Heather Mueller's first assignment as Minnesota's top education official will be a big one: steering the state's more than 500 public districts and charter schools through the end of this pandemic school year.
But it's a role Mueller, currently the state's deputy education commissioner, already knows well. Mueller has been the department's point person on the COVID-19 pandemic from the beginning. She's met regularly with other state leaders and navigated a sea of competing pressures from parents, business leaders, teachers unions, politicians and others with strong opinions about whether school buildings should be open in the pandemic.
Now, the longtime Mankato teacher and administrator will take on even more responsibilities, as she moves up to fill Commissioner Mary Cathryn Ricker's recently vacated seat. Ricker, appointed by Gov. Tim Walz at the start of his term, resigned earlier this month, saying she wants to return to classroom teaching.
Mueller, who will formally become the state's education commissioner April 1, said she's eager to keep working on her department's pandemic response, as well as broader challenges like the state's persistent achievement gaps. In an interview with the Star Tribune, Mueller said one of her immediate priorities is helping to ensure schools have the funding necessary to offer expanded summer programs after this disrupted school year. The conversation has been edited for length and clarity.
Q: What is your top priority as commissioner?
A: The very first priority, especially because we're in a global pandemic, is the safety, the health and the well-being of our students, hands down. We need to make sure that everyone is safe and healthy and well. We have safe-learning plans that started from that lens, and really ensured that we had a system and structure that helped create an environment in which students could be safe and healthy and well in the pandemic. And our second priority was to prioritize in-person learning as much as possible.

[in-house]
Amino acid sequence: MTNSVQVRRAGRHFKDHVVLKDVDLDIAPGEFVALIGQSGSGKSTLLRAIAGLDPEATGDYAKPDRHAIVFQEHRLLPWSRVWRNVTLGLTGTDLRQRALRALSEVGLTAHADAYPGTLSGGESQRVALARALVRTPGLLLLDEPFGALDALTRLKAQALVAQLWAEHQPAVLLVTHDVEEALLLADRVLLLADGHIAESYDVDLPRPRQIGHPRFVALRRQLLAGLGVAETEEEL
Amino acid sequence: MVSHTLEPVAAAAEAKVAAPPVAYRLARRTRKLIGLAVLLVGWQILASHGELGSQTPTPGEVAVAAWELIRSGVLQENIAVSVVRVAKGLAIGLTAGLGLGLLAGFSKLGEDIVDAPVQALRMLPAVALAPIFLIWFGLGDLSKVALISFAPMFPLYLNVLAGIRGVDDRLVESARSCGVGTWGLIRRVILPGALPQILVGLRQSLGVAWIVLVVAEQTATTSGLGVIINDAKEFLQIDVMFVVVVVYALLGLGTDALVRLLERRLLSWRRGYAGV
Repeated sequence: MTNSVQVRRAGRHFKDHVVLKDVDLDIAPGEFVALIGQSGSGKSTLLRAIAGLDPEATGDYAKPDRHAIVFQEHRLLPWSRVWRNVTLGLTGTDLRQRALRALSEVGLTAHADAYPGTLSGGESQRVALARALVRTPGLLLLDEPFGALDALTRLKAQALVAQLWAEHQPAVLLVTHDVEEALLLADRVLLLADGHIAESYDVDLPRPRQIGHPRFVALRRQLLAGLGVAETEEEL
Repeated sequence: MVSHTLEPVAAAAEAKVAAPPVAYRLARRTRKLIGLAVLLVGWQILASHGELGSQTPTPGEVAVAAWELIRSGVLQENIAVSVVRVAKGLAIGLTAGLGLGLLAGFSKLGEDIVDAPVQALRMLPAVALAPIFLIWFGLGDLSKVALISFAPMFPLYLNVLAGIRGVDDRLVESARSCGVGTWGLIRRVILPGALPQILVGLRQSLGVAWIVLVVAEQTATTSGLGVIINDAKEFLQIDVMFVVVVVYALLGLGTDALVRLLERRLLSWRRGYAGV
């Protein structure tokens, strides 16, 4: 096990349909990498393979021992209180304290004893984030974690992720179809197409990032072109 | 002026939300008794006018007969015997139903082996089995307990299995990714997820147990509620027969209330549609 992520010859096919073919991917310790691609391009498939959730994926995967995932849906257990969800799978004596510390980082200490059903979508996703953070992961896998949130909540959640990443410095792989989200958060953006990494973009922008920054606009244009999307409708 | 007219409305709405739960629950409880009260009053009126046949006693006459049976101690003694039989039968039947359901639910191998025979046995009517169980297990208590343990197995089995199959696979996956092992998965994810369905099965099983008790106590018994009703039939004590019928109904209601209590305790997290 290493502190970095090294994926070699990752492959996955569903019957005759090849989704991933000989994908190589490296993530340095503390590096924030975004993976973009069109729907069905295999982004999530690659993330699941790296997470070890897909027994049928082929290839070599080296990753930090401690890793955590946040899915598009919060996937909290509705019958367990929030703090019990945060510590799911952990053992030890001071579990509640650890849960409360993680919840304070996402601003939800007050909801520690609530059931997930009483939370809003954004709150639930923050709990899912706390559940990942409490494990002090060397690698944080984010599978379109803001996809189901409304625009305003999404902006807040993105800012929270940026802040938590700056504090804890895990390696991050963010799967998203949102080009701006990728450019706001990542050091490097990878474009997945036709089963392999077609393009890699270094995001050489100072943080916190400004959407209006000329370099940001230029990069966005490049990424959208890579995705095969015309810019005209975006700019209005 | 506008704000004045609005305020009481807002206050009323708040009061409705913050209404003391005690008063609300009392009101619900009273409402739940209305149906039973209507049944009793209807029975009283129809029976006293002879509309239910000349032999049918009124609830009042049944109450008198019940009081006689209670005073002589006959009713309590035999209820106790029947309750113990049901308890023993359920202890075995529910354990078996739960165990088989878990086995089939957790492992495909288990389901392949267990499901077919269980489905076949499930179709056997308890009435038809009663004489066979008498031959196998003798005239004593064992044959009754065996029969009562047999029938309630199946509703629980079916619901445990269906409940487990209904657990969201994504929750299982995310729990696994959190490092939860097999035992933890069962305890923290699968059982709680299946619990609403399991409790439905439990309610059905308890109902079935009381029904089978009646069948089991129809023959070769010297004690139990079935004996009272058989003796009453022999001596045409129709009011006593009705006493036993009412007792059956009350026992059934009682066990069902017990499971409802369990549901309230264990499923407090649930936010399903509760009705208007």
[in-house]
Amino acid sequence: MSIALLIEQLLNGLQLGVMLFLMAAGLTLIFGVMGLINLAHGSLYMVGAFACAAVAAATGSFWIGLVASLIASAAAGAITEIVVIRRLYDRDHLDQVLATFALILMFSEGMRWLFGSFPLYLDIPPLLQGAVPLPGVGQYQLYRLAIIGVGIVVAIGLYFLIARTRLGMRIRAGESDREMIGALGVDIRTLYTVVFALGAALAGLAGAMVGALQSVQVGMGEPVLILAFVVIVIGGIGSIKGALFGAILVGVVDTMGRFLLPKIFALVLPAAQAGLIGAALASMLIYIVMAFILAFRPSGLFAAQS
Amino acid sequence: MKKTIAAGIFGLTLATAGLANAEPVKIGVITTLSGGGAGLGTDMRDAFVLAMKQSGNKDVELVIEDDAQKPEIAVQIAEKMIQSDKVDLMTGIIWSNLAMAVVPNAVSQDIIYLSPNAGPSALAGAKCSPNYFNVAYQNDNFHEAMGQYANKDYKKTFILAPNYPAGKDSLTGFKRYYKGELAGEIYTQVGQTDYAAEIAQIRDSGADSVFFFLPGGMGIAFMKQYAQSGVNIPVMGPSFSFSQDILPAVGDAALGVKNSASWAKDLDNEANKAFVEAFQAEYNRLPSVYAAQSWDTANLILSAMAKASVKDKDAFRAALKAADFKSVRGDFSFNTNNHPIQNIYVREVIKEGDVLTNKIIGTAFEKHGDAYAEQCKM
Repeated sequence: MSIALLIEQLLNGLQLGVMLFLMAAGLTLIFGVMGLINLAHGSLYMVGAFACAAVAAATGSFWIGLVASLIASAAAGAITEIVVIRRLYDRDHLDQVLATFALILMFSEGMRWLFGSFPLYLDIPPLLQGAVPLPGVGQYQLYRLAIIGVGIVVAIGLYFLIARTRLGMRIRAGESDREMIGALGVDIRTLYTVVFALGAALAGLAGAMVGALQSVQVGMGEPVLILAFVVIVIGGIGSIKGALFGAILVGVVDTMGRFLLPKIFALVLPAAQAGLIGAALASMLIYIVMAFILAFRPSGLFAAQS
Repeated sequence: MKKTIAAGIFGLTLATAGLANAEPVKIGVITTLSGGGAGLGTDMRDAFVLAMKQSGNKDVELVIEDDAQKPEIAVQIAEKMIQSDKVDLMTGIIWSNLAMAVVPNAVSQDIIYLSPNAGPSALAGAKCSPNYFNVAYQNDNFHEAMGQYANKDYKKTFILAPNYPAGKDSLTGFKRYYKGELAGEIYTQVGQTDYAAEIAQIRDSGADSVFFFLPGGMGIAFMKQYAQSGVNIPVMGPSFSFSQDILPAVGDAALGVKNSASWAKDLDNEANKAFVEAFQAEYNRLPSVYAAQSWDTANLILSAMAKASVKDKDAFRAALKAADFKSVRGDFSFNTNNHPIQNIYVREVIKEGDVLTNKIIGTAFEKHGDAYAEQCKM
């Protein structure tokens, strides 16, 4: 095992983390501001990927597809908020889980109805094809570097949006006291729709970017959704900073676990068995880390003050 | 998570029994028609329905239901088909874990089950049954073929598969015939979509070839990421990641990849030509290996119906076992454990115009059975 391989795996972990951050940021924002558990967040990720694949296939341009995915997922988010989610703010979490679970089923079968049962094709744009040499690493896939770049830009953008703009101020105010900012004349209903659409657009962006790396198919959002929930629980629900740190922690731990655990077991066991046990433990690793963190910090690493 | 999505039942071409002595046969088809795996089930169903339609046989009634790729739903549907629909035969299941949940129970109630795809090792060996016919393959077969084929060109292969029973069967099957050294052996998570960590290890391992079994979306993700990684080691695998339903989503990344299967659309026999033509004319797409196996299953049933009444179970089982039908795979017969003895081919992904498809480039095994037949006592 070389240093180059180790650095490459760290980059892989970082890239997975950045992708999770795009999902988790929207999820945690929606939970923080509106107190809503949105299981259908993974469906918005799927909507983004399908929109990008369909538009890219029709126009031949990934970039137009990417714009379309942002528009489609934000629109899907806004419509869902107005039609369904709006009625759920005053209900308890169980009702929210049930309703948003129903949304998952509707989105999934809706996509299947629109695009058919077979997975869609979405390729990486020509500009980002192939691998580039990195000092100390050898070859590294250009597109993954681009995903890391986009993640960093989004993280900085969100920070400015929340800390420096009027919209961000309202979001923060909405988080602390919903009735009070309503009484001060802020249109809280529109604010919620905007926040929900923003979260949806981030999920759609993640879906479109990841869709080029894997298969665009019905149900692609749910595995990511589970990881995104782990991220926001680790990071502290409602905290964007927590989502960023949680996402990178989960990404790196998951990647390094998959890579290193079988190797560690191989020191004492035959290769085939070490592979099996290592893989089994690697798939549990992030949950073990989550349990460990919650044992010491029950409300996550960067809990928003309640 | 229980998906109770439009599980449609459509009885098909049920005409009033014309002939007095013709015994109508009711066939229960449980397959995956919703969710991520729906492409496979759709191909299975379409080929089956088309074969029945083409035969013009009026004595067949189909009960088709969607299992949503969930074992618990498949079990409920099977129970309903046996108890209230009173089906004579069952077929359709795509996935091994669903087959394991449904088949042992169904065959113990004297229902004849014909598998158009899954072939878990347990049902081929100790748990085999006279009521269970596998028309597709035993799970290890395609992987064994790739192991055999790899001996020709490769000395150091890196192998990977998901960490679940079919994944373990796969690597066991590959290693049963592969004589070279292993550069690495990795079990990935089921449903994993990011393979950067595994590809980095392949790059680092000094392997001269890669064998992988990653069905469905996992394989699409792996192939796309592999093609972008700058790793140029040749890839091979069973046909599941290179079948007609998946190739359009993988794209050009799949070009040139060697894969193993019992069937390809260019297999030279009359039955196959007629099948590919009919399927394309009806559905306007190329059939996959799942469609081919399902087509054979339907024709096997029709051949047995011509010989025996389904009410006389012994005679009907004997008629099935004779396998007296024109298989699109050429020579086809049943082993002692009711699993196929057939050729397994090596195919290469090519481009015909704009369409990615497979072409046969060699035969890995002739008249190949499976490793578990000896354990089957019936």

Q: How has the pandemic shaped your ideas for the Department of Education?
A: When people think about education and the education system in general, they sometimes think or have the impression that it's a really slow to change, slow to adapt system. But what we were able to see at the beginning of the pandemic is that that's not true. We are one of the only industries in the world that had eight days to completely change the way we do our work and provide support to students. So not just how we educated our students, but how they receive their meals, how they have access to mental health supports, how we provided technology, access to the internet, set up school-age care programs for our essential workers. All of that really happened in an eight-day span. What that moment really solidified for me is that there is more hope now than ever before that we can create big, systemic changes that close our gaps and our disparities, and we can give each and every student, every single day, a world-class education.
Q: What's an example of a big change that could move faster?
A: One example is distance learning … What we learned is our educators are incredibly skilled at what they do, and they can build those relationships. It's not the same [as in-person instruction], but I think this gave us an opportunity to wade into the waters — probably to the deep end, quite frankly — but it allows us to now recognize ways we can do that differently. And there are some students who did have a better school experience, for a variety of reasons, for their own personal reasons and personal health, they did have a better experience.
That's one example where we've been able to learn about something in the process, and we're going to get better at it.
Q: What do you think has gone well in Minnesota schools during the pandemic?
A: What has gone well is the ability for our school systems to adapt and be flexible. It wasn't perfect. But they certainly did their changes with purpose, and with a focus on our students, with a real thoughtfulness that really solidified the role of educators and education in communities and on behalf of our students. And we're also really proud of the vaccine and the testing rollout, the ability to prioritize our educators and to move as quickly as possible to maintaining that No. 1 goal of keeping our students and families and staff safe, healthy and well, and providing as much in-person learning as possible.
Q: What could have gone better?
A: I do wish we would have gotten more support from the federal government in the beginning, so we could have maybe contained the virus sooner, and maybe our students wouldn't have been robbed of some of the experiences. As a mom of a senior in high school, I've seen that firsthand.
Erin Golden • 612-673-4790